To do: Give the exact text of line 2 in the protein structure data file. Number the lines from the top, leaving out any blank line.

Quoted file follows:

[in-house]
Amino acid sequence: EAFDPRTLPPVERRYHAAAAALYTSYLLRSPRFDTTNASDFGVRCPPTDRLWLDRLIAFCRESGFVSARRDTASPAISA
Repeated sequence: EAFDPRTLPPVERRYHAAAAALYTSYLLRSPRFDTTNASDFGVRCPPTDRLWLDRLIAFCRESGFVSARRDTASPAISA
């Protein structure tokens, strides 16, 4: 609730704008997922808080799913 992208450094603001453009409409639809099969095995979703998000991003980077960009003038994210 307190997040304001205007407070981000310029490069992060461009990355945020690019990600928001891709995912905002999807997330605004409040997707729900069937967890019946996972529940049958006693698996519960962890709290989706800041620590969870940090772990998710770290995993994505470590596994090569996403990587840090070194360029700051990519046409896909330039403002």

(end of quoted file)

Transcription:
Amino acid sequence: EAFDPRTLPPVERRYHAAAAALYTSYLLRSPRFDTTNASDFGVRCPPTDRLWLDRLIAFCRESGFVSARRDTASPAISA